[MUD-Dev] Parser engines

Miroslav Silovic miroslav.silovic at avl.com
Fri Mar 12 09:53:34 New Zealand Daylight Time 2004

On Thu, 2004-03-11 at 18:48, Mike Rozak wrote:

> For example: Japanese (3 character sets, no spaces, verb at end,
> enter text with an IME), Chinese (2 character sets, no spaces,
> enter text with an IME), Arabic (non-Roman character set, enter
> text with an IME, ???), or even Finnish (which I've been told
> likes to combine verbs and nouns, or something of the sort). The
> Inform designers guide discusses porting to English's cousins like
> French and German, but not the more distant language groups.

Being a native speaker of a Slavic language (Croatian, to be
precise), I can tell you that any heavily inflected language is a
real chore to work with. It's not just parsing, even outputting a
barely grammatically correct prose (without worrying about the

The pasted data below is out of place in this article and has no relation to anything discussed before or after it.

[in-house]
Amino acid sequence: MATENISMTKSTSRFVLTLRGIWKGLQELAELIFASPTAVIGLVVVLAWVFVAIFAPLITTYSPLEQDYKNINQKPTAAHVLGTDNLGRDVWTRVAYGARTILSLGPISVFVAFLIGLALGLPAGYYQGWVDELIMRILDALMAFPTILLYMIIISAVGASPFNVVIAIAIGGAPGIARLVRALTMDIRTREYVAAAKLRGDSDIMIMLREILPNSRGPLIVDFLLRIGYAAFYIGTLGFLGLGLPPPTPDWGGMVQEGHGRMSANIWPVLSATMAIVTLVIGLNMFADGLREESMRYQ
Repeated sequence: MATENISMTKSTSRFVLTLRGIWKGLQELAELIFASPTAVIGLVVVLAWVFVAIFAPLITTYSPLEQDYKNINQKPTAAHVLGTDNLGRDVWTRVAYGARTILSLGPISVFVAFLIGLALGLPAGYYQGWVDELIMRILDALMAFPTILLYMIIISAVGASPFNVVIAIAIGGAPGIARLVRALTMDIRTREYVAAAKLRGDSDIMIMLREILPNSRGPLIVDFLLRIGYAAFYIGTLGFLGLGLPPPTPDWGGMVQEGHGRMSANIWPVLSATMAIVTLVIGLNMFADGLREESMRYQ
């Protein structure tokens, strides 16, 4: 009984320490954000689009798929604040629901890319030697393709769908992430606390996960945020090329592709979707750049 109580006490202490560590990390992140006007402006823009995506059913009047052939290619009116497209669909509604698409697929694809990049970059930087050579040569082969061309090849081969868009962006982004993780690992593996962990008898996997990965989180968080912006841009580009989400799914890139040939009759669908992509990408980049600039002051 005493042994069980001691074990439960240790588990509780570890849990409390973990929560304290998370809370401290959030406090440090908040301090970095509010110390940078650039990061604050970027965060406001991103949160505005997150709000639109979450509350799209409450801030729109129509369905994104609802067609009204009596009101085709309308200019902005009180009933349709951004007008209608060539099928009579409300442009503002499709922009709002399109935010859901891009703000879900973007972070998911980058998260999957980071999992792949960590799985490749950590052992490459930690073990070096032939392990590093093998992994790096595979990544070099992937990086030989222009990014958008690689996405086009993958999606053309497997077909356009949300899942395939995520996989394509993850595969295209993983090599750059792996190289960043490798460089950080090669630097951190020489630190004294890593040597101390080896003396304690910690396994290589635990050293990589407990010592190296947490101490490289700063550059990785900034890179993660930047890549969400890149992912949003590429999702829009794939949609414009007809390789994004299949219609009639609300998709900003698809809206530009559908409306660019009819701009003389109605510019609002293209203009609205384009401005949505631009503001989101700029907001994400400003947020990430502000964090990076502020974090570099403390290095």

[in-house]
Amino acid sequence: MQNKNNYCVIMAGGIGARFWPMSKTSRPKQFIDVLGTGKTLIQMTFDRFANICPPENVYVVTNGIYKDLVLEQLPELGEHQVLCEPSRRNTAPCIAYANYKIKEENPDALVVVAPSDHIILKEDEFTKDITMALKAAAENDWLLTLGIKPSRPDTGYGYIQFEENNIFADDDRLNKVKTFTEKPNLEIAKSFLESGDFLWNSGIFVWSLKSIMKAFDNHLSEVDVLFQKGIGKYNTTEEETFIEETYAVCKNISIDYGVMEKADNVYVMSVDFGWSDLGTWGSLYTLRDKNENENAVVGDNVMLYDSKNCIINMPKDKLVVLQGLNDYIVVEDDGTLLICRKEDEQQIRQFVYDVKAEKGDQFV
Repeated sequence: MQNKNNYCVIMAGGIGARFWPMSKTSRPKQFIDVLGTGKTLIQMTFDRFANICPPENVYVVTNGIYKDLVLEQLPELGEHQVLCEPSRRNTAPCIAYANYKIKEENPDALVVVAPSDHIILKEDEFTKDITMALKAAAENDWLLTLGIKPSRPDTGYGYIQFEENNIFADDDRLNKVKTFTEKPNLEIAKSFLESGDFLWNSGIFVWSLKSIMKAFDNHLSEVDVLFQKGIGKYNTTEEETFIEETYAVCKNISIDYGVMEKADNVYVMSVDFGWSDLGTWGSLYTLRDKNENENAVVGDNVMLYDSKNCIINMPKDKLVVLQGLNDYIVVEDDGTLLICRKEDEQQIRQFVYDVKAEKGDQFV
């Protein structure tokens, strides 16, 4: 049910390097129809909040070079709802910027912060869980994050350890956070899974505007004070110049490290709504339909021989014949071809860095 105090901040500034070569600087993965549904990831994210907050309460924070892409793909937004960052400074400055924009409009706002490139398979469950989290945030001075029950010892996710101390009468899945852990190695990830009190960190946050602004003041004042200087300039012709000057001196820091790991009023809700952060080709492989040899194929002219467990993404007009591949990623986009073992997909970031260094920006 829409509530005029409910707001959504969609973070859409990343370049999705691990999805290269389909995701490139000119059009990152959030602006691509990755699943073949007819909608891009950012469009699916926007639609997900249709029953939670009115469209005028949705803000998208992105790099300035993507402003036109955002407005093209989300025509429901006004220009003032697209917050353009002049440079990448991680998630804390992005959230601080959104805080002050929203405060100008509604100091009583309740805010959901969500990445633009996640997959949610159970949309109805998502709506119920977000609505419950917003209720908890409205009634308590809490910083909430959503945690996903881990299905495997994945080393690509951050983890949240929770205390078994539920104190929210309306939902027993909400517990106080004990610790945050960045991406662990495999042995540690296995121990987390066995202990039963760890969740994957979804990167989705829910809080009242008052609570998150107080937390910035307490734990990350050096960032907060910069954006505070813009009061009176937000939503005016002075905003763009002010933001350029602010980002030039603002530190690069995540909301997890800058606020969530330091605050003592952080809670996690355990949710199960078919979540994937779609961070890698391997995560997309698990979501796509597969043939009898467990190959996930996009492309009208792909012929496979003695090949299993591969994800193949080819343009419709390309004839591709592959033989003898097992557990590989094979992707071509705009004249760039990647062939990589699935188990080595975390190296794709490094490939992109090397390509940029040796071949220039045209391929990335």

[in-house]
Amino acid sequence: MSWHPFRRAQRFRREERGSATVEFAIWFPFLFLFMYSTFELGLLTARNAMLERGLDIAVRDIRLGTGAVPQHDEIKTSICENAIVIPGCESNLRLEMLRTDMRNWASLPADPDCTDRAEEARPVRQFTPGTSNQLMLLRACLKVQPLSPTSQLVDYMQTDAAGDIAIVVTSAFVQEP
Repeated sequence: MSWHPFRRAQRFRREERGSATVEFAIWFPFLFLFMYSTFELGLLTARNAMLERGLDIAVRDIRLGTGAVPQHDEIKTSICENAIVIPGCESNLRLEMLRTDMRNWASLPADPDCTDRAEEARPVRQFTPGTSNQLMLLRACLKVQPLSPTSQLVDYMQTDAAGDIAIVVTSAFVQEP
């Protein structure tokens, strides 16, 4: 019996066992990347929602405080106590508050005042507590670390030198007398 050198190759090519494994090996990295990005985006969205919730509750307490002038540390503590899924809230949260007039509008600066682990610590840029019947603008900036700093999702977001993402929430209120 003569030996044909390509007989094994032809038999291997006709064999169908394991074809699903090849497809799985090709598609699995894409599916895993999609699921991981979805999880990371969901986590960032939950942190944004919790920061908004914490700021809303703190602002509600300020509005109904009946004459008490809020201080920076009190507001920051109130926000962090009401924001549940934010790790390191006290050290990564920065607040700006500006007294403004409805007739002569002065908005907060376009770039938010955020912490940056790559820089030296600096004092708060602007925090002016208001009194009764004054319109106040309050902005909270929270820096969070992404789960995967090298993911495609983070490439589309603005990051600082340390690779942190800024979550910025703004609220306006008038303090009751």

style) is quite a bit of a challenge. The problem is that output
grammar is heavily context-sensitive. For example (dog = pas, bird =
ptica, black = crn):

  You see a black bird.           Vidis crnu pticu.
  You see a black dog.            Vidis crnog psa.
  You see two black dogs.         Vidis dva crna psa.
  You see five black dogs.        Vidis pet crnih pasa.
  You<plural> see a black dog.    Vidite crnog psa.
  _You_ see a black bird.         Ti vidis crnu pticu.
  Black dog bit you.              Crni pas te je ugrizao.
  Black bird bit you.             Crna ptica te je ugrizla.
  Black bird bit _you_.           Crna ptica je ugrizla tebe.

Note different cases for numbers 1, 2-4, >4, the verb form depending
on the subject's gender, elided subjects ('you' has to be elided
from the first 5 sentences, otherwise the sentence means that _you_
(and not somebody else) see something), and adjectives mutating
depending on their own case and on the gender of their noun. While
Croatian only has 7 noun cases, which is significantly fewer than 16
from Finnish, it has oodles of declinations that are impossible to
get right without resorting to a rather unwieldy dictionary.
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